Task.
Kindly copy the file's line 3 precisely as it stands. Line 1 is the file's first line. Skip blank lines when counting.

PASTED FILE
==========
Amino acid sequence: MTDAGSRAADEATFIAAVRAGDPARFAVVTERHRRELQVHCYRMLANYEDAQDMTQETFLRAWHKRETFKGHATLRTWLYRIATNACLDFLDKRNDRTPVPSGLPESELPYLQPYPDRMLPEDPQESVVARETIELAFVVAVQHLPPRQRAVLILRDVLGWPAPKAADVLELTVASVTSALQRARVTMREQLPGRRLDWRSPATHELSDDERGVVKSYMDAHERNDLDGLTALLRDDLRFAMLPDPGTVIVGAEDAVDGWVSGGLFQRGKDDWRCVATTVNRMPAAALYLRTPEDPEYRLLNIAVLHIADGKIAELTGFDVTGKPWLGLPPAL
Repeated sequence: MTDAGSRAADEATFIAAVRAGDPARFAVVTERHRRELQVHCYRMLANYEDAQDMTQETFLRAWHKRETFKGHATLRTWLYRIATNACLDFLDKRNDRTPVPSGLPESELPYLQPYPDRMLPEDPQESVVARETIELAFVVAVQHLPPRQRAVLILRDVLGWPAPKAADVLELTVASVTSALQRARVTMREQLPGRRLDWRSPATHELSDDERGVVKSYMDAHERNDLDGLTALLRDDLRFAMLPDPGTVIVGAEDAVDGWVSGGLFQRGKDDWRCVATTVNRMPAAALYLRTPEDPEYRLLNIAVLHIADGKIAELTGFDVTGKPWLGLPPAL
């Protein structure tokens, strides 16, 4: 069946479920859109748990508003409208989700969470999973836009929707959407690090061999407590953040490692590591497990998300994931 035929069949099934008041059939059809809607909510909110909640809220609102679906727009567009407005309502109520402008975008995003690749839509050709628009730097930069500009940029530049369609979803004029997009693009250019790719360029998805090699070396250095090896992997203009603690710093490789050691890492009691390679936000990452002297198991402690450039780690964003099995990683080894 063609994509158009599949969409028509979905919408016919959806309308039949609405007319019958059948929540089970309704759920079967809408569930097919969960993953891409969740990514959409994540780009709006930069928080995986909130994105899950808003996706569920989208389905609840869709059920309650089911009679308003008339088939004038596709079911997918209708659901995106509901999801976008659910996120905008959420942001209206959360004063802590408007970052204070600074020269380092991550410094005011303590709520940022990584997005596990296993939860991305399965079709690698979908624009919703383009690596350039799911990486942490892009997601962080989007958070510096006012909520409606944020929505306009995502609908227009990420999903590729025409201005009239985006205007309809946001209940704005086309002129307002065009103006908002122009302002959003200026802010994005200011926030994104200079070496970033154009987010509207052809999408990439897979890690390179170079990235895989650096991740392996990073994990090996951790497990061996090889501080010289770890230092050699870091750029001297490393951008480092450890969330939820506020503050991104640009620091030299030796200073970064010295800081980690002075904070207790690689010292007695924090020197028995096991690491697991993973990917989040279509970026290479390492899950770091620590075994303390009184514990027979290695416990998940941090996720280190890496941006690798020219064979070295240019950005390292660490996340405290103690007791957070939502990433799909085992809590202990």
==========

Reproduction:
């Protein structure tokens, strides 16, 4: 069946479920859109748990508003409208989700969470999973836009929707959407690090061999407590953040490692590591497990998300994931 035929069949099934008041059939059809809607909510909110909640809220609102679906727009567009407005309502109520402008975008995003690749839509050709628009730097930069500009940029530049369609979803004029997009693009250019790719360029998805090699070396250095090896992997203009603690710093490789050691890492009691390679936000990452002297198991402690450039780690964003099995990683080894 063609994509158009599949969409028509979905919408016919959806309308039949609405007319019958059948929540089970309704759920079967809408569930097919969960993953891409969740990514959409994540780009709006930069928080995986909130994105899950808003996706569920989208389905609840869709059920309650089911009679308003008339088939004038596709079911997918209708659901995106509901999801976008659910996120905008959420942001209206959360004063802590408007970052204070600074020269380092991550410094005011303590709520940022990584997005596990296993939860991305399965079709690698979908624009919703383009690596350039799911990486942490892009997601962080989007958070510096006012909520409606944020929505306009995502609908227009990420999903590729025409201005009239985006205007309809946001209940704005086309002129307002065009103006908002122009302002959003200026802010994005200011926030994104200079070496970033154009987010509207052809999408990439897979890690390179170079990235895989650096991740392996990073994990090996951790497990061996090889501080010289770890230092050699870091750029001297490393951008480092450890969330939820506020503050991104640009620091030299030796200073970064010295800081980690002075904070207790690689010292007695924090020197028995096991690491697991993973990917989040279509970026290479390492899950770091620590075994303390009184514990027979290695416990998940941090996720280190890496941006690798020219064979070295240019950005390292660490996340405290103690007791957070939502990433799909085992809590202990």